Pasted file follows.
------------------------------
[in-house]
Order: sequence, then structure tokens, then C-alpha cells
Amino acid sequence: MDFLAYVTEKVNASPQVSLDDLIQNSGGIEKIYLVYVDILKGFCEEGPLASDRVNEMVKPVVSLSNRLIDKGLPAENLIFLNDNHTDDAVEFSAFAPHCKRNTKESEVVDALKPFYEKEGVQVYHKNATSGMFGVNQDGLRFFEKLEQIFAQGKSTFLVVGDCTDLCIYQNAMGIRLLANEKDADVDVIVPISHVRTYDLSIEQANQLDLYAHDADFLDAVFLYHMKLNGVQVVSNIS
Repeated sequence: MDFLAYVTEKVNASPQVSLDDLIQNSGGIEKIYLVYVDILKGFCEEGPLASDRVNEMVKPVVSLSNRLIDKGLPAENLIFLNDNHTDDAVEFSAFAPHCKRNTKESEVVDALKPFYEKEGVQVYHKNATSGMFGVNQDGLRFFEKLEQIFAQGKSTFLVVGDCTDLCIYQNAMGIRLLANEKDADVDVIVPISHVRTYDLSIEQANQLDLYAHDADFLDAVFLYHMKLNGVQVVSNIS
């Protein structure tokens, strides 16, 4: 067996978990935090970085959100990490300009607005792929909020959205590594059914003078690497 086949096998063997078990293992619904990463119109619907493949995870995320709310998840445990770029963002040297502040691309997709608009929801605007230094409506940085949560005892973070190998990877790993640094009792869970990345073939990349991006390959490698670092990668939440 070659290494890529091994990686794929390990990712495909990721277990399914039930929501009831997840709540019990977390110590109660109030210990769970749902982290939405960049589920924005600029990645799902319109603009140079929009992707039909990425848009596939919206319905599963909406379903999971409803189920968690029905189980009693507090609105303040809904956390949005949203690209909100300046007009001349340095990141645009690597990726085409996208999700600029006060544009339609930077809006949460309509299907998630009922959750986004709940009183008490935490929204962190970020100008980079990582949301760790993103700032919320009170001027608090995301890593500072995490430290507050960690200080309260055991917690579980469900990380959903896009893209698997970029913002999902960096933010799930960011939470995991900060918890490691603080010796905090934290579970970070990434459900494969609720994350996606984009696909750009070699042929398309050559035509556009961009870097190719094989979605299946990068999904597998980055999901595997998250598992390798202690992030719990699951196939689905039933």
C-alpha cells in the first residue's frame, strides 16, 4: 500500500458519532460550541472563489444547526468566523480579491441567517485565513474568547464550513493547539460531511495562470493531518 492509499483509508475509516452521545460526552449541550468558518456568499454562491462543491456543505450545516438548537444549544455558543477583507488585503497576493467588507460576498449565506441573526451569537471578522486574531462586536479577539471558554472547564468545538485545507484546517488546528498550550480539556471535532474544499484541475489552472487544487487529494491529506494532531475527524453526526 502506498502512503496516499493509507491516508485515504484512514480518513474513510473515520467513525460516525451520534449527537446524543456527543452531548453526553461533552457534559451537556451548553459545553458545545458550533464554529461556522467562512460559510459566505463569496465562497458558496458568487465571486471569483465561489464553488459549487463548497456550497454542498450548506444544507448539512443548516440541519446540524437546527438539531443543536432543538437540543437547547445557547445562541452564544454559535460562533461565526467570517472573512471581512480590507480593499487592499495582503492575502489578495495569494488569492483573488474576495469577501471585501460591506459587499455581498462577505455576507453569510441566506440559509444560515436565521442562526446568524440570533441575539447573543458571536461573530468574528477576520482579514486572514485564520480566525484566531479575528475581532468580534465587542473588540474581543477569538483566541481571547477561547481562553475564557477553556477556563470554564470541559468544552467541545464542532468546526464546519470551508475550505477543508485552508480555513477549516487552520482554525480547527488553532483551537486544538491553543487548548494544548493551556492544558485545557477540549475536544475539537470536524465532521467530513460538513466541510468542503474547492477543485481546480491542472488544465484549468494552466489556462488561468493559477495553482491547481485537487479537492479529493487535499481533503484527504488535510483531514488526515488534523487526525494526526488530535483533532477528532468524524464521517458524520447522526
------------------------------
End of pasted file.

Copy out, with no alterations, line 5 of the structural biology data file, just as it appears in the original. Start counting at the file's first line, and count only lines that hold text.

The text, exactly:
């Protein structure tokens, strides 16, 4: 067996978990935090970085959100990490300009607005792929909020959205590594059914003078690497 086949096998063997078990293992619904990463119109619907493949995870995320709310998840445990770029963002040297502040691309997709608009929801605007230094409506940085949560005892973070190998990877790993640094009792869970990345073939990349991006390959490698670092990668939440 070659290494890529091994990686794929390990990712495909990721277990399914039930929501009831997840709540019990977390110590109660109030210990769970749902982290939405960049589920924005600029990645799902319109603009140079929009992707039909990425848009596939919206319905599963909406379903999971409803189920968690029905189980009693507090609105303040809904956390949005949203690209909100300046007009001349340095990141645009690597990726085409996208999700600029006060544009339609930077809006949460309509299907998630009922959750986004709940009183008490935490929204962190970020100008980079990582949301760790993103700032919320009170001027608090995301890593500072995490430290507050960690200080309260055991917690579980469900990380959903896009893209698997970029913002999902960096933010799930960011939470995991900060918890490691603080010796905090934290579970970070990434459900494969609720994350996606984009696909750009070699042929398309050559035509556009961009870097190719094989979605299946990068999904597998980055999901595997998250598992390798202690992030719990699951196939689905039933």